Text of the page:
A simple statement: I don’t think you can easily find wines of comparable quality offered at the same price as Marco Rocca’s Barbaresco. This has been my unshakable view for the last six or seven years. Nothing has changed.
One hundred and fifty pounds doesn’t buy you a six bottle case of red Burgundy from an outlying appellation, let alone a Bourgogne Rouge from a recognised grower, and it might just get you a six bottle case of a Cru Bourgeois in Bordeaux. But here, you can get a single vineyard Barbaresco from a top Cru and a skilled winemaker in a great vintage. It is time to take note if you haven’t yet. I spoke to a very well-known winemaker in Barolo last year and he commented that the value offered by Marco’s wines is extraordinary and he buys them every year without fail.
I wasn’t the first to recognise the quality of these wines, while I may be the first to flag just how exceptional these 2021s are. Actually, I am in danger of overusing the following quotation from Antonio Galloni to lend further weight to my own endorsement, and what isall the more startling is that, despite it being written over three years ago, it still applies today.
‘La Ca' Nova is, in my view, quite possibly the greatest Barbaresco estate most people have not heard about. Yet. The wines, from two of the very top sites in town, are magnificent.’Antonio Galloni, August 2019.
Marco’s wines are regularly among the handful of highest scoring Barbaresco that Galloni tastes, not just in classic years like 2016 or 2019 but also in more mixed vintages like 2011, 2014, 2017 and 2018. I agree here – each year it is one of the most exciting cellar tastings in which I participate. In terms of the run of vintages, it is clear that 2019, 2020 and 2021 will form an outstanding trio for many estates in Piemonte and, having tasted all three with Marco, it is a remarkably fine set here. We have previously sold the2019s with their classical structure and the 2020s, a more accessible vintage with terrific harmony, and now we move onto the 2021s – perhaps my pick of the three if I was asked to split hairs. 2021 is looking like an absolute classic in the making.
A few words on the 2021 vintage – you will hear much more in time.
Winter rain and some snow replenished ground water, something that was very much needed as the summer proved to be notably dry, after a mild March and cool April/May.This cool period did not trouble the flowering nor the fruitset of Nebbiolo. June proved to be warm, as did July – but the July temperatures were well below average. Summer brought with it the occasional rainstorm, but temperatures never soared, suggesting a late harvest could be on the cards. One storm in August brought a little hail, but the vast majority of Barbaresco was unscathed. In mid-August, the temperatures finally picked up, reaching just about 35 degrees. September continued to be warm, but the diurnal shift was key as the nights turned much fresher, a factor that really assists the ripening cycle of Nebbiolo. Marco started his harvest a touch later than some, commencing on the 14th/15th October, and was impressed by the maturity of the fruit, though berry size, shaped by the dry summer, was small; yields were not excessive either. In all, this vintage was not far off the model for Piemonte – ample soil water reserves from the winter, a warm but not stifling summer, and a late harvest in line with classic vintages with the all important shift between day and night time temperatures. It will come as no surprise that this registers as a remarkably fine vintage.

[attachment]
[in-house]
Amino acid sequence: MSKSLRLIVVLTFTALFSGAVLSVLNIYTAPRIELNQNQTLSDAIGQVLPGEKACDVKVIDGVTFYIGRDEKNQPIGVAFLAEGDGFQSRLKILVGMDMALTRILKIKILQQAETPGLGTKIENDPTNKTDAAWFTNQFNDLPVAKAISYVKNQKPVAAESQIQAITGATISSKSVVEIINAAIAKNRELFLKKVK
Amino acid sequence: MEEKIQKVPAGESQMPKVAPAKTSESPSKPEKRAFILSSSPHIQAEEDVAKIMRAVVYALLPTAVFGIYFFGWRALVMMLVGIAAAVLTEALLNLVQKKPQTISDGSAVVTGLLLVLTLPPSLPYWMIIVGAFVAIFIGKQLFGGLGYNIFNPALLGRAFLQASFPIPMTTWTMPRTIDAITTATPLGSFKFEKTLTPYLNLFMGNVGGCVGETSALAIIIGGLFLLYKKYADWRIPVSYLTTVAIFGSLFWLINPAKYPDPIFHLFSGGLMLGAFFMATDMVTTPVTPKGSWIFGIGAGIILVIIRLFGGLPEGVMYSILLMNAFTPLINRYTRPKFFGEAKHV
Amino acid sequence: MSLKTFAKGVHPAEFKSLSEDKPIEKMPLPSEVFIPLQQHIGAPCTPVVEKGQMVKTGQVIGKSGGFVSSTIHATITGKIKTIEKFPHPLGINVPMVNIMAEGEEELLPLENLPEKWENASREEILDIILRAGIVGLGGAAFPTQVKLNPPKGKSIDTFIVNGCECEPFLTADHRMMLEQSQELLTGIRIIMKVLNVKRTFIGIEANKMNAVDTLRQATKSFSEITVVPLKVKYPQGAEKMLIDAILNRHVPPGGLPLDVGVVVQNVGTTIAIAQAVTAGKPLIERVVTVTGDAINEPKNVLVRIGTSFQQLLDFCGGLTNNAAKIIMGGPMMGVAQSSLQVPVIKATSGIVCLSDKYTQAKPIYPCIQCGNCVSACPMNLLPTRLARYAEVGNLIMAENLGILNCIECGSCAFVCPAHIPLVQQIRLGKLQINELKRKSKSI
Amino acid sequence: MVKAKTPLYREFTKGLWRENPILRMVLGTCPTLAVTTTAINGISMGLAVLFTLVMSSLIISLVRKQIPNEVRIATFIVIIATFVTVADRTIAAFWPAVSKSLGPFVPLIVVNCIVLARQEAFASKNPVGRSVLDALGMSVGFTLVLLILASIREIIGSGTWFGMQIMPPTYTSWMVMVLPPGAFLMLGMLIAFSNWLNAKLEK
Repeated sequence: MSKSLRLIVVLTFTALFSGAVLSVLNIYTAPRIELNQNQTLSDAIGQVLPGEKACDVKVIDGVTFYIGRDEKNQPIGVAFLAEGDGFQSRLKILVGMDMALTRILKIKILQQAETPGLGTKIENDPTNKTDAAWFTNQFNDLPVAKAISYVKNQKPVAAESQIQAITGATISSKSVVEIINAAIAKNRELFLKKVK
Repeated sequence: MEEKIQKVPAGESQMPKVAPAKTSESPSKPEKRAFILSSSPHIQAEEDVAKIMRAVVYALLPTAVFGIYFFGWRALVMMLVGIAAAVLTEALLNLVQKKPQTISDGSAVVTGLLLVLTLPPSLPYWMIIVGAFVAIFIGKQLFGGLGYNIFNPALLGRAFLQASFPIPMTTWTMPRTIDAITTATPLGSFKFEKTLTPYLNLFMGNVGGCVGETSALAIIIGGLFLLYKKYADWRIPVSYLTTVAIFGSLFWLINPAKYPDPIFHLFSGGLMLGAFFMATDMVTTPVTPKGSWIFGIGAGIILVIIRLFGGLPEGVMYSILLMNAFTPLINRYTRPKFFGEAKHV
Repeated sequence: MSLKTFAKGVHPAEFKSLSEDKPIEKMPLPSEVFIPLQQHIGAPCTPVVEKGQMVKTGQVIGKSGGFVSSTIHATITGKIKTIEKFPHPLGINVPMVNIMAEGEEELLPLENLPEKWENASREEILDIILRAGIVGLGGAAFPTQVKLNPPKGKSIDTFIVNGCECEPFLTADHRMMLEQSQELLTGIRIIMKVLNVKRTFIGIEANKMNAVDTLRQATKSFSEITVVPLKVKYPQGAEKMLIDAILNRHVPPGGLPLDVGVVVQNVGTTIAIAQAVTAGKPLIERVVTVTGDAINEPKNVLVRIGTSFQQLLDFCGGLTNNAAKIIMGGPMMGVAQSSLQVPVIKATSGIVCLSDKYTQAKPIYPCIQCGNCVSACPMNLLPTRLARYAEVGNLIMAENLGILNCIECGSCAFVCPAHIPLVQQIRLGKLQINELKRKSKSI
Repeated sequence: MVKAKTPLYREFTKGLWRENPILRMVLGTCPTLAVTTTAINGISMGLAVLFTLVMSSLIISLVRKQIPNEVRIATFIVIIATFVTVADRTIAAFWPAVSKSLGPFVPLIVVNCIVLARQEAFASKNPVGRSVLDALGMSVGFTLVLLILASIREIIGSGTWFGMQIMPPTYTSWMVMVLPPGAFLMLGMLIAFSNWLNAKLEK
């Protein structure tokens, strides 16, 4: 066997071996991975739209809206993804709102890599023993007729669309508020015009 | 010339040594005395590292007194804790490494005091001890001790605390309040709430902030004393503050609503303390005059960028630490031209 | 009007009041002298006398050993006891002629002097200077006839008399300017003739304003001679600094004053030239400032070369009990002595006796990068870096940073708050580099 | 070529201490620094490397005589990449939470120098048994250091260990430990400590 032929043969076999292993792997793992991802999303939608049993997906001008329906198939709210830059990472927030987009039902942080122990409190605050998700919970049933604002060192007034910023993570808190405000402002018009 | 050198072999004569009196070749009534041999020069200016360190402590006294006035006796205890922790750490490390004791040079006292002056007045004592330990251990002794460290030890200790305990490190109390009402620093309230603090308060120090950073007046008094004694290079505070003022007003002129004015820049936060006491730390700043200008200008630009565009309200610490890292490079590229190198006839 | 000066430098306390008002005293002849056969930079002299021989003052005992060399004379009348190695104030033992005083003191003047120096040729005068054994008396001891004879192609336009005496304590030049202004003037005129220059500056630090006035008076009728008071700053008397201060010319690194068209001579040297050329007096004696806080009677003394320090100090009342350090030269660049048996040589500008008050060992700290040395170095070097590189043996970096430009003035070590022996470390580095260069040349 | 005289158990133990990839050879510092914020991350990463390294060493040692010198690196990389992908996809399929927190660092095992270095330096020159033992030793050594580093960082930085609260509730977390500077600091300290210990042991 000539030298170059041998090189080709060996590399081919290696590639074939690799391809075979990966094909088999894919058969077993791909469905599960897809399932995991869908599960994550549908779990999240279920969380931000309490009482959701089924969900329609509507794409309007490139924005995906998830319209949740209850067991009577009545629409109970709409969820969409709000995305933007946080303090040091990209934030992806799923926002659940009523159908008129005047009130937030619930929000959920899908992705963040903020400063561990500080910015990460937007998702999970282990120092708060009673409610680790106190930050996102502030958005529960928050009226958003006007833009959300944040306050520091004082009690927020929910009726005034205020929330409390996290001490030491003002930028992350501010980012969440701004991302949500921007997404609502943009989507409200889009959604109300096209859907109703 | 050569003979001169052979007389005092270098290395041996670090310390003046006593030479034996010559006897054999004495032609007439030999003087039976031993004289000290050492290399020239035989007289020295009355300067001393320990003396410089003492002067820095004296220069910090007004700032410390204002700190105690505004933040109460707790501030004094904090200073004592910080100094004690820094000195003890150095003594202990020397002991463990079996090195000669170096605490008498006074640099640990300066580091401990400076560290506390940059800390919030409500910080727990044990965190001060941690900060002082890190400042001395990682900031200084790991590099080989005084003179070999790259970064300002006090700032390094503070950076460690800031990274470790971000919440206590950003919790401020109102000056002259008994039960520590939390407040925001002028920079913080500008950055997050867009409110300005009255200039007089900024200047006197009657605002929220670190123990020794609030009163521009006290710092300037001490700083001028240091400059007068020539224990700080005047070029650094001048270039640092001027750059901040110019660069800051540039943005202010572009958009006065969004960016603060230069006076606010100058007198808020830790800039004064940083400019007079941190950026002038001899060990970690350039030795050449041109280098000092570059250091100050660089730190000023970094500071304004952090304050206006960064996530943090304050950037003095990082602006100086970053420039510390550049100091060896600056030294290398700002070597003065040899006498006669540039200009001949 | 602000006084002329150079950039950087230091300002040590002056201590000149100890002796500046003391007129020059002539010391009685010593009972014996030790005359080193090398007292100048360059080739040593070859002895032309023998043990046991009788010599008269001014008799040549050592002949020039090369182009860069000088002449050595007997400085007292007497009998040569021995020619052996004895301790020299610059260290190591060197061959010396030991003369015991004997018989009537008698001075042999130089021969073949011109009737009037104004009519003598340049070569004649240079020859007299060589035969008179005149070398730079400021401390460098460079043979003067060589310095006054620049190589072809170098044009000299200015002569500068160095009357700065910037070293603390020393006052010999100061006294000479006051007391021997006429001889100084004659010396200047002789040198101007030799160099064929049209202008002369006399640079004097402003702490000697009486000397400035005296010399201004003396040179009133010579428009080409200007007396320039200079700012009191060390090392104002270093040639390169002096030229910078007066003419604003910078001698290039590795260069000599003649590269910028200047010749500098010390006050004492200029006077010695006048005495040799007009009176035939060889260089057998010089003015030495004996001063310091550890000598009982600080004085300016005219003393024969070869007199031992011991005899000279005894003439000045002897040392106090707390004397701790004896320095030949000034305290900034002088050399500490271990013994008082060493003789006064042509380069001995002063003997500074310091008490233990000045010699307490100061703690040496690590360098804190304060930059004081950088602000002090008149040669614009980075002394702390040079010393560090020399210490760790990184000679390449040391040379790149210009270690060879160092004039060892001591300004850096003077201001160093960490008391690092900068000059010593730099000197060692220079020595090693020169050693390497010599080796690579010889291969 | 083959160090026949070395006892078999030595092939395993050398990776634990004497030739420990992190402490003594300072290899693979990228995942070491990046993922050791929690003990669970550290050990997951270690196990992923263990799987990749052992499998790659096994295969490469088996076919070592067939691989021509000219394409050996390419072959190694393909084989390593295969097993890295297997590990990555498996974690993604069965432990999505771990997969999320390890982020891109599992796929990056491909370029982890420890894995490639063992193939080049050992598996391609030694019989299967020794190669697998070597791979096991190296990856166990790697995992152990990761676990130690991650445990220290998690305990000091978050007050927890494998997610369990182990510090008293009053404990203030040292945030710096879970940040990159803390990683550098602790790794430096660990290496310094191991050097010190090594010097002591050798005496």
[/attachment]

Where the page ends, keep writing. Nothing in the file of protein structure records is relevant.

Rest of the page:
A few words on the estate and their vineyards
This estate is run on reassuringly traditional lines; the approach may adapt to conditions, but it is a question of gradual refinement rather than wholesale change. The Rocca family started producing their own Barbaresco in the 1970s from several of the region’s leading Crus, including Montestefano (approximately 270 metres above sea level and facing full south) and Montefico (within which the family own a parcel in the Bric Mentina vineyard). While the altitude in Montefico is virtually the same as Montestefano, the orientation is more south-east facing. Montestefano produces more powerful, deeper styles, whereas Montefico reveals a terrific elegance and a slightly gentler expression. In terms of manner of production, there is no temperature control during fermentation and, towards the end of fermentation, Marco employs an approach calledsteccatura, which keeps the skins submerged for a post-fermentation maceration of 15-20 days to extract more from the fruit. The wines are then aged in 30-hectolitre Austrian oak botti (which Marco prefers to the more widely used Slavonian oak) for a minimum of 18 months.
What impressed me so much with the 2021s was their aromatic complexity and the refinement of the tannins…they blew me away. It was easy to see why Marco was happy – he is incredibly modest and unassuming, but you nonetheless note a certain confidence. He has been championed by various wine critics and tipped to be running the hottest property in Barbaresco right now, but he shrugs it off with a smile and reminds us that he remembers when he used to send tasting samples to critics and hear nothing back. All this changed a few years ago, but Marco is happy, quietly carrying on, tending his vines and making remarkably fine Barbaresco and the 2021s might just be his best yet.
There are no published critics’ scores for these wines yet. Please see my notes below.